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Blog : Special Markers

By [Nuuh] November 23, 2016, 15:54:19

Hi everyone!

I’m here to talk you about one of the mechanics introduced in Krosmaster Cemetery Park: the special markers.

As a quick reminder, this mechanic available on two different characters uses tokens to mark a specific Krosmaster, in order to apply an effect to it (through a power, most of the time).

Here’s an example of a character using those markers:



Why did we add this rule?

You should know that one of the most dangerous pitfalls in collectible games is complexity. This kind of games is always growing, with new content regularly added, and layers upon layers of rules and mechanics tend to pile up. It is necessary to constantly work on this aspect; new things should not be forbidden, but easy to use, understandable and not destined only to an audience of seasoned players.

Of course, there are already some Krosmasters with capacities that require you to remember an effect is currently applied, like spells that can be used only once (red name). If it’s something akin to Kriss Krass’ “Fraud” spell, it’s not such a big deal:

- The effect only works during the turn it’s used.

- The player who activates it tends to remember it, as it is part of his own game plan for the turn.

But trouble become apparent when this kind of effects add up: you need to know exactly what each of them do, the target they apply to, and the length of time where they’re active. The longer an effect stays active, the easier it is to forget that it’s there.

Special markers were designed to answer this problem: offering to players a visual reminder that not only there’s an effect currently at work, but also who’s the character affected by it.

And one of the things I like the most about this mechanic is that it opens a lot of design space for us. There are numerous ideas that we could make reality by using that mechanic. Players just have to learn of few simple rules, a clear denomination (the “Name” marker), and will be able to understand every variant afterwards.

In this aspect, I’m rather satisfied – or rather, at this point in time, optimistic – for this mechanic, compared to another like, say, Prospecting. Prospecting is an example of a very rigid mechanic: players have to know its effects by heart, it has a high complexity (especially because it’s cumulative) and it opens very little design space for the design team, which can’t really be creative with it.

During the creation of the special marker rule, we decided to apply further design constraints on it, to keep the mechanic clear and simple:

· Only one Krosmaster per team can apply and manipulate a marker with a specific name. This is why you can only find the mechanic on “rare” characters (no duplicates on the team). We don’t want players or judges to ask themselves if the marker was there because of common Krosmaster A1 or A2.

· A special marker can only be applied to either opponents or allies, not both. We went even further for the first batch of marker-users: they can only affect opposing Krosmasters. We did so in order to make sure the players would know which team has control of the marker. This way, you know that if there’s a “Bleeding” marker on one of your Krosmasters, it belongs to your opponent’s Puny vampire. Maybe in the future, we could imagine some Krosmaster (like those belonging to the Feca class) putting “Shield” markers exclusively on their allies.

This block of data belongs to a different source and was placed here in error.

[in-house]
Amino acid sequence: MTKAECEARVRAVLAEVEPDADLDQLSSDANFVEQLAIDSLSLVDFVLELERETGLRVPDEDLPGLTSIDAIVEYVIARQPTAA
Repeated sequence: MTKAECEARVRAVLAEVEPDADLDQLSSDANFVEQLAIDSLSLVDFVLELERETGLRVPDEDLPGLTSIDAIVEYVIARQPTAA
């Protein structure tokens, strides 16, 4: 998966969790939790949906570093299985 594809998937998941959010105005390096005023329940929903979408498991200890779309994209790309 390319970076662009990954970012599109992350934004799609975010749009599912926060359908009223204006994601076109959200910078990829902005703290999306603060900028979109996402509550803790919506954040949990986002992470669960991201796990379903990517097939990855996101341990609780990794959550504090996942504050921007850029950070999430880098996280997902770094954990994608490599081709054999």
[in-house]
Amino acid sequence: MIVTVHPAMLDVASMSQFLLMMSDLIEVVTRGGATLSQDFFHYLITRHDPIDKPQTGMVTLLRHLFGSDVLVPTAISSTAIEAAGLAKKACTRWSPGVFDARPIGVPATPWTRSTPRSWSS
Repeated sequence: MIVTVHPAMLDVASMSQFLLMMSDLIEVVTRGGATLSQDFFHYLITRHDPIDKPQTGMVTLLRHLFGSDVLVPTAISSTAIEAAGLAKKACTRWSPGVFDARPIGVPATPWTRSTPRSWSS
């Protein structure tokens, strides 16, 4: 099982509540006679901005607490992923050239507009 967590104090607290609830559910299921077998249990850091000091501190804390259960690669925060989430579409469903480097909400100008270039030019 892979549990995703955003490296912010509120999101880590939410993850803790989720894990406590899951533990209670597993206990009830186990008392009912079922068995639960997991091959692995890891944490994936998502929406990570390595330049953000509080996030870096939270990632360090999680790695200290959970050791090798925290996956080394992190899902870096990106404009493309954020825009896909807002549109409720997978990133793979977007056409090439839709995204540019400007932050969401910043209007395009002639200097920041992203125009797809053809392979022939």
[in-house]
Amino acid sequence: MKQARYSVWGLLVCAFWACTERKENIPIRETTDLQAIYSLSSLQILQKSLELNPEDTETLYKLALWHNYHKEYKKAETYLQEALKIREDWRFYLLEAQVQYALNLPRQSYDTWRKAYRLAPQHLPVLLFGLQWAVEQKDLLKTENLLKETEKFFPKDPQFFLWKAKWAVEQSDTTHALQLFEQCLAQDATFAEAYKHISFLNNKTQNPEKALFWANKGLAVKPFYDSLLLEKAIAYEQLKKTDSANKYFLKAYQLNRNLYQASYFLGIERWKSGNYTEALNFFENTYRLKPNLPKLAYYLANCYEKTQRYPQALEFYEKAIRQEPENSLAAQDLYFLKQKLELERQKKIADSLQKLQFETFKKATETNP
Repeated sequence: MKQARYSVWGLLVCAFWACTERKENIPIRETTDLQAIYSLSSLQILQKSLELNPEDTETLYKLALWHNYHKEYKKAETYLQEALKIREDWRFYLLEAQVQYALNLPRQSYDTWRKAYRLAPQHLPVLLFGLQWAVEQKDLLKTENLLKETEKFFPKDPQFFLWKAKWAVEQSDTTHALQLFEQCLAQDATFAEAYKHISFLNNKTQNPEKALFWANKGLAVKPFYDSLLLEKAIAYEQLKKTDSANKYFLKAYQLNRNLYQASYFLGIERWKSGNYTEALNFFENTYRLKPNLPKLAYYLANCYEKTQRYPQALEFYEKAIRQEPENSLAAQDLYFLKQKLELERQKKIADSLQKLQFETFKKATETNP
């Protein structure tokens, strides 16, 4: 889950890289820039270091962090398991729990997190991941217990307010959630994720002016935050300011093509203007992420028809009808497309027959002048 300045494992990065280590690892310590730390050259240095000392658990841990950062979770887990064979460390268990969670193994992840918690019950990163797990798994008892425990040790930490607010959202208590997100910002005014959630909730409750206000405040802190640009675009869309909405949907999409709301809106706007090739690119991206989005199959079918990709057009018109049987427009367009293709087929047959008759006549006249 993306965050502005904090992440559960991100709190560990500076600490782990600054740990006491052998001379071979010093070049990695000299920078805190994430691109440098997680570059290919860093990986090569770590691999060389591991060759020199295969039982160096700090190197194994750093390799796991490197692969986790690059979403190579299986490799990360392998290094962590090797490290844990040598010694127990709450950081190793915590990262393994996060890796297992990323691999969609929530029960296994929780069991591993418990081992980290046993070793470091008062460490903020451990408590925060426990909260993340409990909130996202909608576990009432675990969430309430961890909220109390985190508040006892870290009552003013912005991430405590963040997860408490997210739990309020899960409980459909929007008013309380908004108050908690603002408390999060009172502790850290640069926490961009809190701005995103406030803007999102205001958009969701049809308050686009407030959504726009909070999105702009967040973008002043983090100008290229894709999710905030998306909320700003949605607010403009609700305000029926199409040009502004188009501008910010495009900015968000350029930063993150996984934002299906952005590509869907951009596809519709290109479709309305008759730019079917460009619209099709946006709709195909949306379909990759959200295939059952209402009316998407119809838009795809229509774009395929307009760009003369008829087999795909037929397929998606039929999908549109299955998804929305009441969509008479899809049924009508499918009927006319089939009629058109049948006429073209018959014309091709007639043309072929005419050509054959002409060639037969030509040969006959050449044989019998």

· A special marker can only be applied to a Krosmaster. This is actually a decision linked to a material problem: as special markers are a slightly big, putting them on summons tokens could be troublesome!

These are the rules we imposed ourselves during design, and which, I hope, will help us understand what we wanted to do with these markers.

In the future, we will push for mechanics that open doors for us, and offer more variety to you, the players. I hope special markers will become an example of such mechanics.

Now that we’ve made a quick overview of this mechanic and what the design team thinks about it, let’s get to the second objective of this blog: getting your feedback!

We’d like to have feedback from those of you who have tested this mechanic, how well you have managed it, or any roadblocks you may have found in your learning.

Everyone’s opinion is welcome, at all levels of play (from seasoned veterans of tournaments to casual gamers). Don’t hesitate to ask the question to other players around you if you haven’t used it yourself.

Thank you for your attention, and see you next time!

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I haven't used it myself, but I love the idea. I'm quite sure you can go a long way with this new mechanic.

I only don't understand the second restricton (only enemies or allies). I can imagine special statuses that would apply to all krosmasters for example in a range around the target or caster, like a weakened state or an empowered state or something like poison or sleep. This way you can create more powerful status effects but with the downside of affecting your allies as well, making them less useable in some (close quarters in this example) situations.

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